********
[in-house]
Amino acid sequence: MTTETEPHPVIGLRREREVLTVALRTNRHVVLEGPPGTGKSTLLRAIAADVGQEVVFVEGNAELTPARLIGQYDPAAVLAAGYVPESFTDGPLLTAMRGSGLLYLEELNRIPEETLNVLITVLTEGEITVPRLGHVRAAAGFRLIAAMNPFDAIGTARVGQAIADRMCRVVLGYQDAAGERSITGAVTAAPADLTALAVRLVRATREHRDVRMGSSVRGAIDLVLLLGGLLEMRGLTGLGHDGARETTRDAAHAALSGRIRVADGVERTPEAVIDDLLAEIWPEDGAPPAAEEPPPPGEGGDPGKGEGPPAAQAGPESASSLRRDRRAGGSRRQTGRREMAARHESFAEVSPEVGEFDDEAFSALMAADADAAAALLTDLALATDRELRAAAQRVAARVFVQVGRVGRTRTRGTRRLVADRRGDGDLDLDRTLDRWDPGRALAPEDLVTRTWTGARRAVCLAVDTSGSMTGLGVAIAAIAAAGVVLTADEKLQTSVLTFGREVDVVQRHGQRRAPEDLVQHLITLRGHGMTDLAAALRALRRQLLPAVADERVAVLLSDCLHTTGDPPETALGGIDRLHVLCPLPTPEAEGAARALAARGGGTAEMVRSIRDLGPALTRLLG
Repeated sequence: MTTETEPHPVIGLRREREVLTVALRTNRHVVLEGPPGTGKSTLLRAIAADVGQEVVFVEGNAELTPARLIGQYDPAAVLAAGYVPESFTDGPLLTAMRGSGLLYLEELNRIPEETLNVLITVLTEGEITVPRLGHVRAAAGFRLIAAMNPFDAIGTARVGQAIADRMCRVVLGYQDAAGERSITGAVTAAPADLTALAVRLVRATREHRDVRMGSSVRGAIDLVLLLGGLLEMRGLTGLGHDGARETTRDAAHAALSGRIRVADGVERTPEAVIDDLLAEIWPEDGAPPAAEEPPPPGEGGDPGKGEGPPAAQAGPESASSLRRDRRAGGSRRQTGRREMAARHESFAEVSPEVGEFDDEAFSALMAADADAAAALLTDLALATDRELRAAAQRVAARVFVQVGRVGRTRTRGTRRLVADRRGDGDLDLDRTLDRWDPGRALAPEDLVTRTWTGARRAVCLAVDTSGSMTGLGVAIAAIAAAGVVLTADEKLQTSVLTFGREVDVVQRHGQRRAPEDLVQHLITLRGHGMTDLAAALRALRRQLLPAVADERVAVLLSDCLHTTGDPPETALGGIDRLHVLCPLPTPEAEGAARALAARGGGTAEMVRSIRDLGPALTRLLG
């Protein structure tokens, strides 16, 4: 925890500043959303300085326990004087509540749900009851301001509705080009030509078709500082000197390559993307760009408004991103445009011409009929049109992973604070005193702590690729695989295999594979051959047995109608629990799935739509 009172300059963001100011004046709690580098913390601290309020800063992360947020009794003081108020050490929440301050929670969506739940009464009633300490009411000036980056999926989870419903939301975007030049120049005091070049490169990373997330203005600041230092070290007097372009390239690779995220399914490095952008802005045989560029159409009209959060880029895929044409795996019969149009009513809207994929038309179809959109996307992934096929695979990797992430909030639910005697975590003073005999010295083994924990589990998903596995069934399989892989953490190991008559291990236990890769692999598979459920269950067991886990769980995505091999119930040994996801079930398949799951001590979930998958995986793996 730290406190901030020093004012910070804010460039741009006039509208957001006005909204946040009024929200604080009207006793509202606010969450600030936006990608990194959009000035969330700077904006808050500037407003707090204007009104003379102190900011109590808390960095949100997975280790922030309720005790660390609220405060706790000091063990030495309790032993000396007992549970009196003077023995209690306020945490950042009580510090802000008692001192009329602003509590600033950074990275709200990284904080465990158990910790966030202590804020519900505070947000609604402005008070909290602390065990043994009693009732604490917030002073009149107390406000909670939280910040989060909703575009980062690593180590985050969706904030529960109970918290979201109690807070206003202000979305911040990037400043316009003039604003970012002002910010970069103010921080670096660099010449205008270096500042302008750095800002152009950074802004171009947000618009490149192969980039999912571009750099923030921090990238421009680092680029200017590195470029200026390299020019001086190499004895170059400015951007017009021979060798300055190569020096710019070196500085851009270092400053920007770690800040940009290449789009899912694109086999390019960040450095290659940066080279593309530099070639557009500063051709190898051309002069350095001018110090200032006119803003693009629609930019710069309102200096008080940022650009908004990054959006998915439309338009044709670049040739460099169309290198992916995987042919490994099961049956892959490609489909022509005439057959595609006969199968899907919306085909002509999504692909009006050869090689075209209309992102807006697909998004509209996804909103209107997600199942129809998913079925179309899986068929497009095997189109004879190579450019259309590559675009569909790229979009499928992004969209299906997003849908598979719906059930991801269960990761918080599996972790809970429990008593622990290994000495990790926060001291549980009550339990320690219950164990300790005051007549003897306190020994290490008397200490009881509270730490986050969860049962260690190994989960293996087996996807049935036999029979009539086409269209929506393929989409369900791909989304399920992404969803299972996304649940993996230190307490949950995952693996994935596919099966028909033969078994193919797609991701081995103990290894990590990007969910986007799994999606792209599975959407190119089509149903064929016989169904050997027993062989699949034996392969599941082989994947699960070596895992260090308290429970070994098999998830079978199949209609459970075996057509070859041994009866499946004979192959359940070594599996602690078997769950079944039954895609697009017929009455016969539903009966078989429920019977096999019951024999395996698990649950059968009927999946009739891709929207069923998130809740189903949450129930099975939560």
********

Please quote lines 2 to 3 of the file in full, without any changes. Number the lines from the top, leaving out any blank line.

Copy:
Amino acid sequence: MTTETEPHPVIGLRREREVLTVALRTNRHVVLEGPPGTGKSTLLRAIAADVGQEVVFVEGNAELTPARLIGQYDPAAVLAAGYVPESFTDGPLLTAMRGSGLLYLEELNRIPEETLNVLITVLTEGEITVPRLGHVRAAAGFRLIAAMNPFDAIGTARVGQAIADRMCRVVLGYQDAAGERSITGAVTAAPADLTALAVRLVRATREHRDVRMGSSVRGAIDLVLLLGGLLEMRGLTGLGHDGARETTRDAAHAALSGRIRVADGVERTPEAVIDDLLAEIWPEDGAPPAAEEPPPPGEGGDPGKGEGPPAAQAGPESASSLRRDRRAGGSRRQTGRREMAARHESFAEVSPEVGEFDDEAFSALMAADADAAAALLTDLALATDRELRAAAQRVAARVFVQVGRVGRTRTRGTRRLVADRRGDGDLDLDRTLDRWDPGRALAPEDLVTRTWTGARRAVCLAVDTSGSMTGLGVAIAAIAAAGVVLTADEKLQTSVLTFGREVDVVQRHGQRRAPEDLVQHLITLRGHGMTDLAAALRALRRQLLPAVADERVAVLLSDCLHTTGDPPETALGGIDRLHVLCPLPTPEAEGAARALAARGGGTAEMVRSIRDLGPALTRLLG
Repeated sequence: MTTETEPHPVIGLRREREVLTVALRTNRHVVLEGPPGTGKSTLLRAIAADVGQEVVFVEGNAELTPARLIGQYDPAAVLAAGYVPESFTDGPLLTAMRGSGLLYLEELNRIPEETLNVLITVLTEGEITVPRLGHVRAAAGFRLIAAMNPFDAIGTARVGQAIADRMCRVVLGYQDAAGERSITGAVTAAPADLTALAVRLVRATREHRDVRMGSSVRGAIDLVLLLGGLLEMRGLTGLGHDGARETTRDAAHAALSGRIRVADGVERTPEAVIDDLLAEIWPEDGAPPAAEEPPPPGEGGDPGKGEGPPAAQAGPESASSLRRDRRAGGSRRQTGRREMAARHESFAEVSPEVGEFDDEAFSALMAADADAAAALLTDLALATDRELRAAAQRVAARVFVQVGRVGRTRTRGTRRLVADRRGDGDLDLDRTLDRWDPGRALAPEDLVTRTWTGARRAVCLAVDTSGSMTGLGVAIAAIAAAGVVLTADEKLQTSVLTFGREVDVVQRHGQRRAPEDLVQHLITLRGHGMTDLAAALRALRRQLLPAVADERVAVLLSDCLHTTGDPPETALGGIDRLHVLCPLPTPEAEGAARALAARGGGTAEMVRSIRDLGPALTRLLG